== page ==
We have one volunteer (who is also a librarian) who leads a book club for older adults off-campus.  Each month, she rides her bike carrying 12 heavy large print books and then discusses the previous month’s title with a dozen seniors who aren’t able to get to the library.  The staff in our department would love to provide this kind of regular outreach, but have too many constraints of day to day work to allow it.  Because of this volunteer’s selfless giving, there are a dozen seniors who have an opportunity to explore books and worlds that they might not have had otherwise.

If you are interested in volunteering at the Carnegie Library of Pittsburgh, please check out this link: http://www.carnegielibrary.org/about/support/volunteer/. Our volunteer coordinator will help you to match your time, location and talents with libraries and library departments that can best use your help. 

And a big “THANK YOU” bear hug to everyone that has given your time and talents to your public library.  We can’t do it without you! 

–Bonnie

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Buon giorno!

I decided I would like to be Italian after seeing the movie Moonstruck a number of years ago.  Since then, when the weather turns dark and cold, I blow the dust off my DVD case and subsequently get lost in the love lives of each of the characters, and start to believe in the power of a full moon to draw lovers together.   The film manages to be at turns dramatic and beautiful and hilarious.  My favorite parts:

  • The unforgettable Cher in her Oscar-winning role as Loretta Castorini slaps Nicholas Cage, her fiancé’s brother and tells him to “Snap out of it!” when he declares his love for her.
  • Rose Castorini, played by Olympia Dukakis, tells her father-in-law as he takes his full dinner plate to his bevy of pooches, “Old man! If you give those dogs any more of my food, I’m doing to kick you till you’re dead!”
  • Nicholas Cage gives his histrionic speech in the bottom of his New York City bakery blaming his brother for the loss of his hand while using a meat slicer.  When Cher’s character says that is wasn’t his brother’s fault, Nick replies: “I don’t care! I ain’t no freakin’ monument to justice! I lost my hand! I lost my bride! Johnny has his hand! Johnny has his bride! You want me to take my heartache, put it away and forget?”

While I may not actually ever become Italian,  the library affords me the opportunities to get as close as possible:

  • Beginning in January, the First Floor will host a language club, Italian for Beginners, on the second and fourth Wednesday of the month, from 6:30-7:30.  No registration required.
  • The library has countless cookbooks devoted to Italian cookery.
  • Mango Languages can be accessed from the library’s website from your home computer.  Mango is an interactive way to learn over 20 languages of the world, including Italian.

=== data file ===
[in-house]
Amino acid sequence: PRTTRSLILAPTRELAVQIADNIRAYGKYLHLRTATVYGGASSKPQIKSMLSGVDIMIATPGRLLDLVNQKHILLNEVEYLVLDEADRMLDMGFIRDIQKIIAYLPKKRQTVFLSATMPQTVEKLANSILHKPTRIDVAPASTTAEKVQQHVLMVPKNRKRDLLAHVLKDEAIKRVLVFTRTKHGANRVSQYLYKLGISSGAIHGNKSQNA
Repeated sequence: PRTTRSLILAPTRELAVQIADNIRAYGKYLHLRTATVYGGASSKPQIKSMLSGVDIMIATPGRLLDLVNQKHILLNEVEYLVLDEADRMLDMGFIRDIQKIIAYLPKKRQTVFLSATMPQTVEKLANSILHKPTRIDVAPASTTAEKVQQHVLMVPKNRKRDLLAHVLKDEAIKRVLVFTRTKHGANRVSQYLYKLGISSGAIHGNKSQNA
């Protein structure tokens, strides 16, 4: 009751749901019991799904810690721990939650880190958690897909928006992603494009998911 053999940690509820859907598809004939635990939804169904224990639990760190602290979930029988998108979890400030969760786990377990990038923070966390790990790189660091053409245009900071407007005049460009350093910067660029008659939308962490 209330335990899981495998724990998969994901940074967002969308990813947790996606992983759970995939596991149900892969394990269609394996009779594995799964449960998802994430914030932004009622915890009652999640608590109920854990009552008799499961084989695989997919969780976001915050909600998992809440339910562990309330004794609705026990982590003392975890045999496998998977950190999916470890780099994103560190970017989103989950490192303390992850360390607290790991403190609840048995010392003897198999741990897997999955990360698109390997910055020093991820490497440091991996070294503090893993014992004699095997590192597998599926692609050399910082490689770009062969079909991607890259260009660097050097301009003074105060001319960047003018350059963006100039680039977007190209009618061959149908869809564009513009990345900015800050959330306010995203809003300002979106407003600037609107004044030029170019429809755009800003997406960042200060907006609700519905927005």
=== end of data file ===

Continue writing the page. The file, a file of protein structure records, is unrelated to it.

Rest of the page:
• We have other Italian language learning materials in a variety of formats.
  • The library has hundreds of items in Italian, including books, magazines, music CDs and  feature film DVDs.

–Bonnie

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The Quest

Today, I will embark on a road trip to visit seven friends in seven days.  (Doesn’t that sound like the name of a boring memoir? Seven Friends in road3677296594_59af8b8f2eSeven Days: How I Saw Some Buddies and Discovered a Life Worth Living.)  I will pass through 7 states and cover roughly 1,547 miles.  Will I discover myself on this road trip?  Will I get into fist fights with locals at rural drinking establishments?  Will I kill a man, like Thelma and Louise did?  Only time will tell.

In the meantime, I find myself anxiously wondering which audio books I should listen to.  Should I listen to the latest bestseller?  No, kind readers, because you have all of them out right now.  Should I listen to a classic mystery?  An epic fantasy adventure? A self-help book about dating, finances, or my immortal soul?  It probably wouldn’t hurt–unless it’s boring and I take a little snooze and crash my car–then it would hurt.

I am very particular about my audio books: the prose can’t be too flowery or my mind wanders.  The narrator has to emphasize just the right words or the message won’t come across.  The plot can’t be too confusing, because I don’t have the luxury of flipping back a few pages to see if it was so and so that did such and such in the parlor.

I have compiled a list of  some of my favorites, along with some suggestions by other audio book aficionados:

I’ll let you know if I had any run-ins with the law when I get back.  Until then, what audio books have you loved?

–Bonnie

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get up, stand up

This week I attended the ne plus ultra of librarianship on the local level: the Pennsylvania Library Association Conference in Harrisburg, Pennsylvania. I got to:

a) Meet, hug and fawn over my favorite author Jennifer Weiner (I asked her to inscribe my book, “To Bonnie, my best friend”)
b) Win an iPod, even though I told the vendors repeatedly that I don’t know how to use the one I have (don’t judge me)
c) Be surrounded by the greatest collection of sensible shoes the world has seen since the 1876 American Library Association Conference in Philadelphia
d) Fuss over the Encore vendors and declare my undying affection for Encore
e) Take photos of important colleagues posing à la America’s Next Top Model on the front steps of the Capitol building

At the conference, I attended sessions on effective organizational communication within libraries, marketing library programs, awesome/useful web tools, creating effective partnerships with other organizations, and so on. One experience especially made an impression, and that was visiting the capitol building. We met with Representative Steve Samuelson, who is a great advocate for libraries in our state. He gave us advice for meeting with elected officials that I would like to pass on to you:

• Get lawmakers on your side. Invite them to the library and share with them the important services your library provides to the community.